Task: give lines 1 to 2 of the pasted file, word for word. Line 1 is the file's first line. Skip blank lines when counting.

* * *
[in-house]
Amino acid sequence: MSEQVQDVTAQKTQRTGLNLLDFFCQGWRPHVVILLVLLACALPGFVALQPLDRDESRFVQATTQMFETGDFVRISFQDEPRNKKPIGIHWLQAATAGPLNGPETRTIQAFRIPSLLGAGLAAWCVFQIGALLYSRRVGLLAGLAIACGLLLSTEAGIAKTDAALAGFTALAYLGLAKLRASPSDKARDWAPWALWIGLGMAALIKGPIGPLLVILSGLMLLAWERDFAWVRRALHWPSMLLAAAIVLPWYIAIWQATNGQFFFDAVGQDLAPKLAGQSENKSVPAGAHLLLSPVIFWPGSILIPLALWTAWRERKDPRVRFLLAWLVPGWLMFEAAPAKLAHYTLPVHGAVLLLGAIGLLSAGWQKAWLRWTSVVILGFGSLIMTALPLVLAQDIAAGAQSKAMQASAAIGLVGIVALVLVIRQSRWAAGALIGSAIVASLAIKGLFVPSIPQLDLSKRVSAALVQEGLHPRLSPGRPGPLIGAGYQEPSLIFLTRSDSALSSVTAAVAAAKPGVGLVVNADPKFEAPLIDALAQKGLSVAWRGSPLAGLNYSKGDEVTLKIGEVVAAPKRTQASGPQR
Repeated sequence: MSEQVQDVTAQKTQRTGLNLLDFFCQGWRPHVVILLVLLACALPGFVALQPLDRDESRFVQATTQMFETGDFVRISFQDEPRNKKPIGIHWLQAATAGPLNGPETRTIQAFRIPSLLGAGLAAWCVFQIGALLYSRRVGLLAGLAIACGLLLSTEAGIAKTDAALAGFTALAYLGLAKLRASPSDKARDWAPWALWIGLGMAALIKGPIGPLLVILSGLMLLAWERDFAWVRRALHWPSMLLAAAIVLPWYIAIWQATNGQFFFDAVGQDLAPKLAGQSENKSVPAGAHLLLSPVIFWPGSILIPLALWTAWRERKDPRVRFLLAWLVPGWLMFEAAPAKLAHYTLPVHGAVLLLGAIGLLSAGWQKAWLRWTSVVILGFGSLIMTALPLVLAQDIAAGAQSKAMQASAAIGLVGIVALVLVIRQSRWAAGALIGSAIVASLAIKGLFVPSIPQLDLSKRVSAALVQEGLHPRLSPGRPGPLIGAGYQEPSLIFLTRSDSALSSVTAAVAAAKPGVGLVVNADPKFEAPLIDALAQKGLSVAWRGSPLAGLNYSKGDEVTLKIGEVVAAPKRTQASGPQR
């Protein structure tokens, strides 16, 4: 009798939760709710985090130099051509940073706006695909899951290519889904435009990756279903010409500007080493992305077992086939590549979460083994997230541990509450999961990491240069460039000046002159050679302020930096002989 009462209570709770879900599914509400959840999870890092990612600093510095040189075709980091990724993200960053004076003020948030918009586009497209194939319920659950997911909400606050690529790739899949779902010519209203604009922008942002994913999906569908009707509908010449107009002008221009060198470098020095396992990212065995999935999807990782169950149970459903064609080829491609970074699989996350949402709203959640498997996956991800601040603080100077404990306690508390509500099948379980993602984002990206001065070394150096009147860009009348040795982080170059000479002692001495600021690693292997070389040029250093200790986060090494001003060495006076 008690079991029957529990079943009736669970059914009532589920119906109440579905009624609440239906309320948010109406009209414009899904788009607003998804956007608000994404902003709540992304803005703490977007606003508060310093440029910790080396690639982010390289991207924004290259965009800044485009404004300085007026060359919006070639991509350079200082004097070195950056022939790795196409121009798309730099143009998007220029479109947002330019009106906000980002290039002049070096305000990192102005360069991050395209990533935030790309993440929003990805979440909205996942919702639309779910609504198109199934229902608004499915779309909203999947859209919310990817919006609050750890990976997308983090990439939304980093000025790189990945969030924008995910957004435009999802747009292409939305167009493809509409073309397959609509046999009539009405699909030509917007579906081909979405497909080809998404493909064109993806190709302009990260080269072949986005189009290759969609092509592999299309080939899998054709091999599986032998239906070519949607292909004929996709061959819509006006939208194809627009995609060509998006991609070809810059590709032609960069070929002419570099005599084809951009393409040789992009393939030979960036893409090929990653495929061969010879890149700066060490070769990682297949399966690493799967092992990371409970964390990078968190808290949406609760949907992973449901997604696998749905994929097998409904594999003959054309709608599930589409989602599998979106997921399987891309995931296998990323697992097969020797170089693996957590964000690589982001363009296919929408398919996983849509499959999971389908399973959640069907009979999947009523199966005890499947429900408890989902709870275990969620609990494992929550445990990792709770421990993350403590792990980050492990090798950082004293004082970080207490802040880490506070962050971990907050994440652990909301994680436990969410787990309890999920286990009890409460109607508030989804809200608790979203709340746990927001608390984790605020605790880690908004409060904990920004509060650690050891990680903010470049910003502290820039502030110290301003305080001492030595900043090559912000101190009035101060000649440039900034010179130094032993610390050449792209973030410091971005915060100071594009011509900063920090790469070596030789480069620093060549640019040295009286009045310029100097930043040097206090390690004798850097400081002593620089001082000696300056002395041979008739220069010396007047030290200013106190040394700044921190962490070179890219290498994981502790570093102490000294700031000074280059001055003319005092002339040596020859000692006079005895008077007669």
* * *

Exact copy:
[in-house]
Amino acid sequence: MSEQVQDVTAQKTQRTGLNLLDFFCQGWRPHVVILLVLLACALPGFVALQPLDRDESRFVQATTQMFETGDFVRISFQDEPRNKKPIGIHWLQAATAGPLNGPETRTIQAFRIPSLLGAGLAAWCVFQIGALLYSRRVGLLAGLAIACGLLLSTEAGIAKTDAALAGFTALAYLGLAKLRASPSDKARDWAPWALWIGLGMAALIKGPIGPLLVILSGLMLLAWERDFAWVRRALHWPSMLLAAAIVLPWYIAIWQATNGQFFFDAVGQDLAPKLAGQSENKSVPAGAHLLLSPVIFWPGSILIPLALWTAWRERKDPRVRFLLAWLVPGWLMFEAAPAKLAHYTLPVHGAVLLLGAIGLLSAGWQKAWLRWTSVVILGFGSLIMTALPLVLAQDIAAGAQSKAMQASAAIGLVGIVALVLVIRQSRWAAGALIGSAIVASLAIKGLFVPSIPQLDLSKRVSAALVQEGLHPRLSPGRPGPLIGAGYQEPSLIFLTRSDSALSSVTAAVAAAKPGVGLVVNADPKFEAPLIDALAQKGLSVAWRGSPLAGLNYSKGDEVTLKIGEVVAAPKRTQASGPQR